Prime Minister Shinzo Abe and his one-time mentor, Junichiro Koizumi, are both pitching the phrase "You can do it if you try," but they are heading in opposite directions.
On the night of Sept. 29, hours after Abe recited these words at the start of the current extraordinary Diet session, Koizumi openly challenged the prime minister after appearing at an event in Tokyo that called for phasing out nuclear power.
“I am telling the prime minister every so often: Why don’t you go ahead with pulling the plug on nuclear power? There is no better time than now. You are such a fortunate prime minister. Why don’t you try when you can?”
Koizumi’s message to Abe that “you can do it if you try” refers to ending the use of atomic energy by deciding against restarting nuclear reactors in Japan, all of which remain idled. But the Abe administration appears set to pave the way in silence for a restart of Kyushu Electric Power Co.’s Sendai nuclear power plant in Kagoshima Prefecture.
In a policy speech at the Diet on Sept. 29, Abe said, "You can do it if you try," in calling for a revitalization of regional economies.
“The future of Japan depends on what we do now,” he said. “Let us not pessimistically come to a halt, but rather move forward, believing in our potential.”
Abe's speech transported me back to another extraordinary Diet session 10 autumns ago.
“ ‘You can do it if you try’ is a magical watchword,” Koizumi, prime minister at the time, quoted during his policy speech from the school song of Saibi Senior High School in Ehime Prefecture, which had finished second in the National High School Baseball Championship at Koshien Stadium that summer. “You can do it if you try. Let us take our courage and pride to build a bright future for Japan.”
On Sept. 23, I attended a major rally against the restart of the Sendai nuclear plant that was held in Tokyo. Kenzaburo Oe, one of the organizers and a Nobel Prize-winning author, presented a "pessimistic" view.
“The intense and unambiguous national sentiment and calls for resistance against the use of nuclear power, which immediately followed the 2011 Fukushima nuclear disaster, may be losing steam,” Oe said, and he quoted a postwar remark by Shigeharu Nakano (1902-1979), another author.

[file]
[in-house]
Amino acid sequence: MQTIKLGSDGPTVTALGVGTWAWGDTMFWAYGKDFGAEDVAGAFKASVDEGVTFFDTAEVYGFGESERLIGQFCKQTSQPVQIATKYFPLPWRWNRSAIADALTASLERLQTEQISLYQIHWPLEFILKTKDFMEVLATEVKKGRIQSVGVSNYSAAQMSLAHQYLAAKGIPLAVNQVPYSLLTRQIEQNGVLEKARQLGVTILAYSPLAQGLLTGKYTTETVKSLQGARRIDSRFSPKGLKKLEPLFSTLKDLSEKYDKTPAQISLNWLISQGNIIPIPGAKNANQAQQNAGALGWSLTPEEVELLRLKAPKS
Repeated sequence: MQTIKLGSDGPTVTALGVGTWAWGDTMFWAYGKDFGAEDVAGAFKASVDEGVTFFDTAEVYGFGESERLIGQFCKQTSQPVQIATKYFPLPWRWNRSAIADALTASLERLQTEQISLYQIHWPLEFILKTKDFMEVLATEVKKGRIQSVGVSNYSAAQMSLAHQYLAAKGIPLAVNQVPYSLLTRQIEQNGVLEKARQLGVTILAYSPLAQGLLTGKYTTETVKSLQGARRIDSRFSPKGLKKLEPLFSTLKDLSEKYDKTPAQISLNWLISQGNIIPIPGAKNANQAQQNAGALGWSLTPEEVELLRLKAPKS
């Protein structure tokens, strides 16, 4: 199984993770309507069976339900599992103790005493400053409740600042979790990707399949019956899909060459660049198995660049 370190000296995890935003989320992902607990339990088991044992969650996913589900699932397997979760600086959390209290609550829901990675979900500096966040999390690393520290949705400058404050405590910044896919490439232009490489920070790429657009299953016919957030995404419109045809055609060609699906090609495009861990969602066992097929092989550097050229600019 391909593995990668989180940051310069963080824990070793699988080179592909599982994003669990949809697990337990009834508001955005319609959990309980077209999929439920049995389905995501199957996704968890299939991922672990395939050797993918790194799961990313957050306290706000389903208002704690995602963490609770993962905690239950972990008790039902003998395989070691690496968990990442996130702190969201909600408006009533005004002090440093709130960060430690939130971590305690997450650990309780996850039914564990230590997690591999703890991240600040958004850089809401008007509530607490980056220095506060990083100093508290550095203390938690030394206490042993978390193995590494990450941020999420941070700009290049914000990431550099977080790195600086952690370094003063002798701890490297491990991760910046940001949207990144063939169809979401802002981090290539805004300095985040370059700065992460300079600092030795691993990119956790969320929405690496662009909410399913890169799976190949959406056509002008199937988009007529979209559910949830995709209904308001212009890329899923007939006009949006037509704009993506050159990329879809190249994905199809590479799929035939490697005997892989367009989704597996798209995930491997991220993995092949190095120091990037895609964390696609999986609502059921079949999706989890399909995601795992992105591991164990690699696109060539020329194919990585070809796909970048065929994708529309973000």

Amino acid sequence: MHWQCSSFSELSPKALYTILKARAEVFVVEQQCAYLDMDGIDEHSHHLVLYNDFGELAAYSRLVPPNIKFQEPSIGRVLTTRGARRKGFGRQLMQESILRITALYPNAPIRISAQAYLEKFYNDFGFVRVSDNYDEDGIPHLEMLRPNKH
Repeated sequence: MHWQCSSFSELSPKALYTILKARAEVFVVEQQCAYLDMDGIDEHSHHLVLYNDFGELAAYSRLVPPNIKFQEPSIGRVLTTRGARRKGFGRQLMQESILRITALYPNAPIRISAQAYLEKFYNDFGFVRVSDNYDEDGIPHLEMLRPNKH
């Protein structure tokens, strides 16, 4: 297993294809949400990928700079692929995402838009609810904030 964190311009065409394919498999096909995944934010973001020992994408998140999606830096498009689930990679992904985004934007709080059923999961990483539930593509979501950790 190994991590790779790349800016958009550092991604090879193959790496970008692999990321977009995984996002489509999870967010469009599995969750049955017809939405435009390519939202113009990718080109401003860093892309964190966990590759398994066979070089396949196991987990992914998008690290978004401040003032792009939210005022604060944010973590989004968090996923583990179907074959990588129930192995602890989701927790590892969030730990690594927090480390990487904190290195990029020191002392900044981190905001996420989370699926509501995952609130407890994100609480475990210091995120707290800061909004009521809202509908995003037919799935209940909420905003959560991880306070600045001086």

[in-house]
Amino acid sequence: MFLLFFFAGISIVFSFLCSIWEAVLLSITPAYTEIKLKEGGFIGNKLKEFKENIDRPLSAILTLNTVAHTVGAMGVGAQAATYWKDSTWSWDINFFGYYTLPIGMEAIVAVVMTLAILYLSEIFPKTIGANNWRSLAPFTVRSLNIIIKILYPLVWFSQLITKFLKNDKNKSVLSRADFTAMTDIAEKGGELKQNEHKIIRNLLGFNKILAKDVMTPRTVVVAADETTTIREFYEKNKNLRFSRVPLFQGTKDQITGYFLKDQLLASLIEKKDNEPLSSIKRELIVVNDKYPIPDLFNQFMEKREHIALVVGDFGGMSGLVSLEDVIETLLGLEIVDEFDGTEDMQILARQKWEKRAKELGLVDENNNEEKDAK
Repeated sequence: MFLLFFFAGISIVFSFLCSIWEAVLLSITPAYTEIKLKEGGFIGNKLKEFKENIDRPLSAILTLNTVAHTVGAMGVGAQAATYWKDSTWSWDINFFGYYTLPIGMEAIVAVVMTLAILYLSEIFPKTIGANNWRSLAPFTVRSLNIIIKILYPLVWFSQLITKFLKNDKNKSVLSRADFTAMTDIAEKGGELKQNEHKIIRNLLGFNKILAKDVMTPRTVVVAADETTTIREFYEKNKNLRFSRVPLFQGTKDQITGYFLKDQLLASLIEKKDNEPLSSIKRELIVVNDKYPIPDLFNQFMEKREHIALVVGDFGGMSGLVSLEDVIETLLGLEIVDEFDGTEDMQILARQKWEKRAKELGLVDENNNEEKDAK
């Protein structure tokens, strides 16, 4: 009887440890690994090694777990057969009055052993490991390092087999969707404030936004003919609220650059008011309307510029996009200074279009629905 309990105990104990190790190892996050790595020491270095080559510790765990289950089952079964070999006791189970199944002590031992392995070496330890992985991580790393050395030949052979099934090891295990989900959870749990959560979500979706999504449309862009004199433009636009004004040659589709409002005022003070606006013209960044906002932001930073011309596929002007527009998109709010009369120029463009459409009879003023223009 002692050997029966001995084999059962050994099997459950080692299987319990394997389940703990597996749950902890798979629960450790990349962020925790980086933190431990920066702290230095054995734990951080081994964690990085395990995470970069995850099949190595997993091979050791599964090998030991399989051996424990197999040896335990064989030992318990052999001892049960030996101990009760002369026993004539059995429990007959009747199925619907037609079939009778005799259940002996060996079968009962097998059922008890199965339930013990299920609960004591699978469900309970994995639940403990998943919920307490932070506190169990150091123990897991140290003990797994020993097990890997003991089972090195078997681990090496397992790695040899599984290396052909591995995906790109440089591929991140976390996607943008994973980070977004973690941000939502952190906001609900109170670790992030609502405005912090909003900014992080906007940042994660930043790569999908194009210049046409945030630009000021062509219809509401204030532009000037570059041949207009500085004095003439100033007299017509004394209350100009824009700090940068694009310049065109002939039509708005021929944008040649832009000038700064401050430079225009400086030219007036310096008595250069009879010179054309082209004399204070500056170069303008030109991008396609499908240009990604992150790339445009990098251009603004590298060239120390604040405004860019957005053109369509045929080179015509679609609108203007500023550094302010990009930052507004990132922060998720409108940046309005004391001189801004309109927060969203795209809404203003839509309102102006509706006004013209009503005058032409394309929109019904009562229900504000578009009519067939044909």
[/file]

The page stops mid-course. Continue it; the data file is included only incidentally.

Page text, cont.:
“As long as the most shallow-minded sort of optimists are trying to set the stage for war, I believe that we pessimists have to stand firm in moving forward,” the quotation said.
Oe said the Abe administration’s recent decision to lift Japan’s self-imposed ban on the right to exercise collective self-defense lies “in a straight line” with its plan to have nuclear reactors restarted in the sense that both actions are “high-handed.”
“We pessimists have to stand firm in moving forward,” Oe repeated the quotation to conclude his speech.
Another rally against a restart took place Sept. 28 in Kagoshima, the capital of Kagoshima Prefecture. The unpredicted volcanic eruption on the previous day at Mount Ontakesan, which straddles Nagano and Gifu prefectures, was raising concern because the Sendai nuclear plant is located near active volcanoes.
“Our lives are at stake in this fight,” Yoshitaka Mukohara, the 57-year-old leader of a citizens' group opposing the use of nuclear power, told the audience. “We will stop the nuclear restart and open up a future for the next generation.”
Opponents of a nuclear restart are a minority in the Diet but outnumber proponents in public opinion polls. Mukohara, who also presides over a local publishing house, said he was pinning hopes for blocking the planned nuclear restart on local municipalities.
Two days later, the city assemblies of Ichiki-Kushikino and Hioki, both in Kagoshima Prefecture and lying within 30 kilometers of the Sendai nuclear plant, adopted written opinions that called for adding their cities to the roster of local governments whose approvals are required before nuclear reactors are restarted.
The administration should give consideration to all sorts of worst-case scenarios and consider the option of “pessimistically coming to a halt.”
Now is the time to listen to pessimists because that is a lesson, I believe, that we learned from the Fukushima nuclear disaster.
Source: Asahi Shimbun